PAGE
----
High Beam Assistance** automatically manages the operation of dipped and main beam lights while driving at night. When activated, the same camera used by the Lane Departure Warning system monitors the light from any source at the front of the vehicle and automatically dips or raises the headlights accordingly. Adaptive, directional headlights also improve illumination of the road ahead and adapt to the road conditions, be they rain or fog or simply when the car is making a turn.
Active Cruise Control with Stop & Go** creates a relaxing driving experience, particularly on long cruising journeys, as action is not required when the car ahead speeds up or slows down, even when coming to a standstill. Active Brake Intervention** also allows hill descent at a constant speed and the car's Curve Speed Limiter communicates with the car's Dynamic Stability Control systems to reduce speed on bends if safety and comfort may be compromised.
Rolls-Royce has a reputation for producing cars that transcend the mere automotive. There is a magic attached to the name, which stems in part from exquisite attention to detail and the fine materials used throughout.
Passing through 60 pairs of hands, the production process involves more than 2,000 individual operations and takes at least 20 days to complete.
"We don't just paint our cars, we strive to create an incredibly deep, flawless shine."
Lisa Taylor, Paint Associate
Ghost shares the same paint shop as Phantom and spends seven days being painted and polished to perfection. Five stages are required for the Ghost body. First a phosphate electro-coat is applied to protect against corrosion, then a layer of primer, a colour coat and finally two coats of clear lacquer. The body is hand-sanded between each layer and once the final coat is applied it is hand-polished for five hours.
Ghost is available in 12 exterior colours, each of which can be contrasted by the optional Silver Satin bonnet.
Flawless leather is an absolute requirement for the interior of a Rolls-Royce. For this reason, our leather is sourced from bulls raised in pastures free of barbed wire, ensuring that there are fewer imperfections in the leather. Any other marks are carefully avoided by our skilled laser cutters. At least eight hides are used for an interior, and to ensure colour consistency, each hide comes from a batch dyed at the same time. The hides are drum-dyed rather than painted, ensuring that the colour permeates right through the leather. The process also means the leather remains much more supple, preventing cracking or squeaking and ensuring durability and longevity. All seats and interior panels are hand-stitched, using traditional upholstering techniques by those most skilled at their craft.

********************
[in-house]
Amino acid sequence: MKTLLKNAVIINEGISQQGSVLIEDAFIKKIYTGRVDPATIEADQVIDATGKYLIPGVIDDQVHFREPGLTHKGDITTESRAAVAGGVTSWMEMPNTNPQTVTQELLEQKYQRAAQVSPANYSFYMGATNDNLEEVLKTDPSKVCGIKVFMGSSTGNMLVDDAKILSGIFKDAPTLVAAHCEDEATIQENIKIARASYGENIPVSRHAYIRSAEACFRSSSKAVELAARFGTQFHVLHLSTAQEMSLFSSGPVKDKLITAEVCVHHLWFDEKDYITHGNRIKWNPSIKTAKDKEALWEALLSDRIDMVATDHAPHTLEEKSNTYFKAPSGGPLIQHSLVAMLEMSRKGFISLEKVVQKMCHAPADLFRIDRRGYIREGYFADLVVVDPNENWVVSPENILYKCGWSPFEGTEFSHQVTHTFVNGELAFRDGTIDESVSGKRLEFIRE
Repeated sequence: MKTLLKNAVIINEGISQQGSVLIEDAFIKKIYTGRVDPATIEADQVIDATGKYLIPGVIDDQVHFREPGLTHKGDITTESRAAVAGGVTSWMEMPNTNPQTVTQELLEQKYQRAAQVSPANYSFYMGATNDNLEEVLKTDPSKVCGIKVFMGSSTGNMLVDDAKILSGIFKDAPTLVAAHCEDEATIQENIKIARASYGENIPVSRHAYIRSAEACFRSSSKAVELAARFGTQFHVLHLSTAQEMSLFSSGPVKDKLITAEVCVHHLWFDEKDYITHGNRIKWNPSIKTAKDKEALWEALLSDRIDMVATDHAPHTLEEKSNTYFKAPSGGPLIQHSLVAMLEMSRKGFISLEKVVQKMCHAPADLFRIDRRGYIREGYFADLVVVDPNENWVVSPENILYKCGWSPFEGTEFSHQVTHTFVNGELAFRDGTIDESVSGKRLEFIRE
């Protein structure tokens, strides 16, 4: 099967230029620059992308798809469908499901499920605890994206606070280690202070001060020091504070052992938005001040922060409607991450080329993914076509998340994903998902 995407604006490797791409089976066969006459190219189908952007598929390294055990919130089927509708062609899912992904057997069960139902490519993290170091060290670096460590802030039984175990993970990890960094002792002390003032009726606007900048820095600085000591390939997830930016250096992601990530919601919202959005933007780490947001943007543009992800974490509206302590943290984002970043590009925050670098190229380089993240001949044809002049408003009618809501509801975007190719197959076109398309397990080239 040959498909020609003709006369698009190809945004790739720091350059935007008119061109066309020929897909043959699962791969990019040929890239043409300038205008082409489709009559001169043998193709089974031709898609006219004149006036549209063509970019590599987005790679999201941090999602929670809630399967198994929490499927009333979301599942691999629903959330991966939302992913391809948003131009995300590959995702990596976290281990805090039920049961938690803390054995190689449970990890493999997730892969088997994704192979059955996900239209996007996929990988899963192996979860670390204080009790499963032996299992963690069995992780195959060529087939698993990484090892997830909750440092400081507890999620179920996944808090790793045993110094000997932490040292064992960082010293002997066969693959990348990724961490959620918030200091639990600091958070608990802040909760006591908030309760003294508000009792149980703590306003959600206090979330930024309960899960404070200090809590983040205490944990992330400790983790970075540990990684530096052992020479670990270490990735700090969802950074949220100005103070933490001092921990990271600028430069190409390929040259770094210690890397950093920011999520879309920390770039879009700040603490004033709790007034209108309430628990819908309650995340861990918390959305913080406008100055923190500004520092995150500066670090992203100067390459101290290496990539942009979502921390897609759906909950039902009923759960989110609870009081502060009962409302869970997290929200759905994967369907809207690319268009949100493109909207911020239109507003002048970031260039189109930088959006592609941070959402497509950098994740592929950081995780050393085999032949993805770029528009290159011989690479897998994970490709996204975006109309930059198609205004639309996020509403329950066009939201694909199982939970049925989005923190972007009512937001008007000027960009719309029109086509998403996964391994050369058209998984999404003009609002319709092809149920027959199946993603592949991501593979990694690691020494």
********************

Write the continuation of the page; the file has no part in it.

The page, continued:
The natural beauty of the veneers in Ghost is brought to life by the skill of dedicated craftsmen and women. The natural burrs and grains are chosen for their intricacy and interest: veneer specialists choose only the finest logs from which these very thin cross sections are taken. Only veneer from one tree is used in any car. This ensures not only that the grain matches throughout the interior, but that each area ages and colours at the same pace. The parts are milled and sanded by hand before being coated with five layers of lacquer for protection and a mirror-like shine.
Ghost is a vision of simplicity – of taking the core values of Rolls-Royce and creating contemporary effortless luxury. Ghost has been engineered to ride and drive in peerless fashion. The chassis' poise delivers a dynamically engaging experience for the driver, yet a serene, comfortable ride for passengers. Engine power is delivered in a manner which has become an engineering signature, seemingly effortlessly and endlessly. The latest in-car technology falls easily to hand while forming part of the background.
Ghost embodies 21st-century Rolls-Royce: more than 100 years of engineering and design excellence expressed in modern and uncompromised style.